I performed yesterday in an event that featured a wide range of folks who were at various stages on their journeys as artists. Some of those who presented their work were still unclear about how to deal with anxiety and nerves in front of audiences. Luckily for them, they were in a supportive space where they were able to experience the feeling of stumbling in mid flow, only to be picked up by the listeners, who encouraged them to soldier on. This was a gathering that came together with healthy intentions, since those nascent artists will be able to reflect on the process they were involved in, hopefully realising what they need to do to raise their games in the future.
Observing the proceedings made me cast my mind back to my early days in performing. Was there ever a time that I was scared of the audiences I faced? I didn’t feel any stage fright as a child performer, or even as a teenager. There was a point however in my early adult years, when I struggled with worries before facing audiences.
What was it all about? I think it had something to do with feeling the need to be validated by audiences with specific tastes. Eventually I sorted the issues out with a therapist and reached a point where I was almost too relaxed on stage.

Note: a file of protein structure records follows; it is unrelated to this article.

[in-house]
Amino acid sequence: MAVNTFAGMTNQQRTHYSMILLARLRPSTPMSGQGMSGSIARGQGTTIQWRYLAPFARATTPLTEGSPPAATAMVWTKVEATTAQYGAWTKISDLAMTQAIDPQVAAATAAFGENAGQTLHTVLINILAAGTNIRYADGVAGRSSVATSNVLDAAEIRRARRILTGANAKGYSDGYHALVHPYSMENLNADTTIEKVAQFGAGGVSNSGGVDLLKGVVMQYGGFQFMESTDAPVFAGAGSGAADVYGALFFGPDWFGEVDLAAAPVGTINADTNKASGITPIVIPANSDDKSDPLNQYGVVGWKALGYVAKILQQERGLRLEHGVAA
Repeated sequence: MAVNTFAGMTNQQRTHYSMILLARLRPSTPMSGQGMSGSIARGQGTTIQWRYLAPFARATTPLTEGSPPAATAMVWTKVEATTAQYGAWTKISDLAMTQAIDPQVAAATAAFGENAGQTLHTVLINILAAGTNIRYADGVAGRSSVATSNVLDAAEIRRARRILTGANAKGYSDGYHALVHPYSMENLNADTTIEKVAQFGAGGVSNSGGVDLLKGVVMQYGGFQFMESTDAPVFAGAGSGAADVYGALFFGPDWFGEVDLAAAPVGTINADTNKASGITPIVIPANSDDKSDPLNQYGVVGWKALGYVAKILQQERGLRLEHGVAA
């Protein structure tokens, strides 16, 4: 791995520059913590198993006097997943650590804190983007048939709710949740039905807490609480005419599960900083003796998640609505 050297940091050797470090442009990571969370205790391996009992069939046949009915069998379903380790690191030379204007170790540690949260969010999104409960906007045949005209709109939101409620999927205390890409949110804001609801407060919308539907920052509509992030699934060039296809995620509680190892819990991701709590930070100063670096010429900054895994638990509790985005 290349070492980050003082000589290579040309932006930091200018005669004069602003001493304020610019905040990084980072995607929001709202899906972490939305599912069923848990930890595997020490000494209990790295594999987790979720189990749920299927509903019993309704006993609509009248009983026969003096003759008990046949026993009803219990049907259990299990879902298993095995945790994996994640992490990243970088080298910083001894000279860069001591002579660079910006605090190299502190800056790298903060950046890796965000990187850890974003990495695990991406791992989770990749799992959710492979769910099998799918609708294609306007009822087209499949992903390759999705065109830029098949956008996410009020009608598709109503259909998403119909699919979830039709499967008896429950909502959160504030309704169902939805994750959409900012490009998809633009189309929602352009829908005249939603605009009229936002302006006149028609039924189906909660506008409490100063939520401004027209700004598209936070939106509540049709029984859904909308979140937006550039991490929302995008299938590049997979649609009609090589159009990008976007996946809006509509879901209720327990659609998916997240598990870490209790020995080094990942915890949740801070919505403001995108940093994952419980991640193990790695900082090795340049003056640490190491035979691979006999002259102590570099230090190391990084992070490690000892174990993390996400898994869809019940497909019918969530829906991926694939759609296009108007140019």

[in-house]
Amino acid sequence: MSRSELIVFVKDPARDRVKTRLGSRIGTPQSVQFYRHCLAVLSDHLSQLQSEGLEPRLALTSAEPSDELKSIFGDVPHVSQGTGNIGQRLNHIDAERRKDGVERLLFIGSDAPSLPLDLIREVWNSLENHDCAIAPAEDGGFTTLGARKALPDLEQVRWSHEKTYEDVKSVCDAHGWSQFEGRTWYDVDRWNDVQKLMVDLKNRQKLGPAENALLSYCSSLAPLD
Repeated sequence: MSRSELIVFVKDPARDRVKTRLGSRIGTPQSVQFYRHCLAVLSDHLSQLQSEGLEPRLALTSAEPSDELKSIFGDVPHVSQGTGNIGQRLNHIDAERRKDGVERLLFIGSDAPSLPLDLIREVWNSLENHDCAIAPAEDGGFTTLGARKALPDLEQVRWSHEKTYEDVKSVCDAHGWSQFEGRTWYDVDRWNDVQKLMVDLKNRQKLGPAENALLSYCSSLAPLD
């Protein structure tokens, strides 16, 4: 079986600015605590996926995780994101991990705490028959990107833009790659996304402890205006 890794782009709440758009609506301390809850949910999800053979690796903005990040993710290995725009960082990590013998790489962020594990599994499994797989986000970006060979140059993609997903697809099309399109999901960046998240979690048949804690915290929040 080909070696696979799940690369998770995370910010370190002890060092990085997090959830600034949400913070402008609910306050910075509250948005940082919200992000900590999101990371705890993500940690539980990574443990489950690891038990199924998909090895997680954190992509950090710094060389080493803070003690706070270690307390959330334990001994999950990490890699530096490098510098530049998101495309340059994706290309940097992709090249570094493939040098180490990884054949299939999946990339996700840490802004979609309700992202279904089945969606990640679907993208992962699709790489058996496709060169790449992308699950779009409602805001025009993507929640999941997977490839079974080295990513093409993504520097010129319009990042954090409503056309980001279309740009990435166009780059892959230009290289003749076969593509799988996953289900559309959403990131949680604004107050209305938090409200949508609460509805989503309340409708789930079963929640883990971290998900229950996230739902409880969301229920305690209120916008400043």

Are these issues addressed enough in formal performance training institutions? I remember attending a lunch time concert once at a London conservatoire that featured a student cellist. A significant number of teachers were in the audience. Was the student being assessed? I’m not sure, but I could feel her nerves in the performance – there were several moments when she seemed to lose focus.
The question I ask myself in situations of this sort is this: Why do we wish to face audiences in the first place, if we can’t enjoy the process of performing to them? Self knowledge should be a hugely important part of our tool kits if we want to perform in public.